Saturday, April 17, 2010
Hepburn & Grant &... Me?
Speaking as the Jodie half of Lydia Dare - I am not a big fan of chick-flicks, or tear-jerkers, or anything too serious or sad. My mantra has always been – “If I’m paying for entertainment, I want to laugh. I can sit at home and cry for free.” I’ve said it so much, I don’t even need to say it anymore. Friends will talk about some dramatic movie and they’ll look at me and say, “Yeah, yeah, you just want to sit at home and cry for free.” Well, it is cheaper.
Anyway, with that in mind, one of my most favorite things in the world is to watch old movies. And not just any old movies – but the Screwball Comedies of the 30s and 40s. All right – I do love some of the old classics too – Casablanca, Double Indemnity, Citizen Kane, 12 Angry Men – but one can’t really call those movies comedies, and I already own them so watching them is free if I want to cry or feel particularly serious.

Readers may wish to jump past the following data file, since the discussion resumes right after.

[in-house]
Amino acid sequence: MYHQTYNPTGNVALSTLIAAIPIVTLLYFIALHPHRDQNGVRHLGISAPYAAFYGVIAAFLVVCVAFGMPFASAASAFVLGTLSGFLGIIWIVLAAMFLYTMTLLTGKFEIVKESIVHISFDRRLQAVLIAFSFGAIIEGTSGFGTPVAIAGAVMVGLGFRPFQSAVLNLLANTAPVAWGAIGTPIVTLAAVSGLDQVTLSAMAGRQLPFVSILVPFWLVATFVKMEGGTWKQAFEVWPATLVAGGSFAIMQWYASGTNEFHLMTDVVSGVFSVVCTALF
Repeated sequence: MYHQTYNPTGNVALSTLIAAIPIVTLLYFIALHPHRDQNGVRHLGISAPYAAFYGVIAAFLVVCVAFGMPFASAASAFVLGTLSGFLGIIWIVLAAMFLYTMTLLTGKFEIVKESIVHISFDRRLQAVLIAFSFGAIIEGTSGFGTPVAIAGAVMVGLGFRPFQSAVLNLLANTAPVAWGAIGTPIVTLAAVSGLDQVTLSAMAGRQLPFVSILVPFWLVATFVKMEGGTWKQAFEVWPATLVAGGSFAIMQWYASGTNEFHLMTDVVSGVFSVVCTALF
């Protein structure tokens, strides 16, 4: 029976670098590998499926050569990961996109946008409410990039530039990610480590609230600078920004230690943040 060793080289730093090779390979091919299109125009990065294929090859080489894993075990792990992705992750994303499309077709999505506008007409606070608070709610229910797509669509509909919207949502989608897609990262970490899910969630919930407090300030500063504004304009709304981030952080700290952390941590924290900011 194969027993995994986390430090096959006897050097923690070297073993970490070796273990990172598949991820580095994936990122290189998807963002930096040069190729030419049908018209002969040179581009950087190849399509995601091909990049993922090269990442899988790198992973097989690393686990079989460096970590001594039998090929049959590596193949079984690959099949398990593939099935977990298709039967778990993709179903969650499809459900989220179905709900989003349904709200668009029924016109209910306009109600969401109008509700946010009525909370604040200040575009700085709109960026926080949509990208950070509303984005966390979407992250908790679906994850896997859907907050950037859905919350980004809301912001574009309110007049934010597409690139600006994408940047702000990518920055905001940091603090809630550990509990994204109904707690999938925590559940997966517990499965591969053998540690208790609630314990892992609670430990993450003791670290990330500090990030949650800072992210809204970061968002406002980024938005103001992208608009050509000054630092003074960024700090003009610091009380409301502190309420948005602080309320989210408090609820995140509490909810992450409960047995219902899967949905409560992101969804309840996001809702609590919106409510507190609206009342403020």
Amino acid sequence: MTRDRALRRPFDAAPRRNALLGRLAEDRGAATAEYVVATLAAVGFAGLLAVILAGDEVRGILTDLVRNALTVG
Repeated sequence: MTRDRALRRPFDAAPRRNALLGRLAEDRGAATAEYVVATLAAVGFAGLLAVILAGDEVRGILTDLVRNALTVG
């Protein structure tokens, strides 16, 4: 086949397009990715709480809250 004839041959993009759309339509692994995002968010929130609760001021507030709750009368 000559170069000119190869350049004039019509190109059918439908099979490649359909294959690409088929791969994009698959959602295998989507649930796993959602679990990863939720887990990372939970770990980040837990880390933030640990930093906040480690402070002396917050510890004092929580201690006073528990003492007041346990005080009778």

I think I’ve somehow gotten off point. Where was I? Oh, yes, those classic comedies. How could I forget?
I could watch It Happened One Night on a weekly basis. I don’t because my son would kill me, but I could. And Bringing Up Baby is one of the funniest movies I’ve ever seen. The same goes for The Lady Eve, The Philadelphia Story, or Arsenic and Old Lace. There was something magical about these films, something that if you watch them, you can feel a bit of the comic genius touch your soul. Or maybe just my soul. Or maybe I just had one too many glasses of wine.
I grew up watching these films with my grandparents. For them it was nostalgic. For me it was a glimpse into another world where people always looked fabulous, they were always witty, they were always good-hearted. It was a fantasy that fit pretty well with the Regency world I created when I started writing. No, the 1930-40’s are not Regency England. But they are similar in feel to me.
Recently I read a review of A Certain Wolfish Charm. Actually, in all honesty, I’ve read them all – but there was one in particular that mentioned the dialogue and how it felt like a Katherine Hepburn and Cary Grant film. You can’t even imagine what that did for my ego. Hepburn and Grant! Seriously! I can’t think of a nicer compliment. (Well, a RITA nomination next year would be nice.) But for the time being, I’ll take being compared to one of the most genius parings in celluloid history.
What would be the nicest compliment you could get?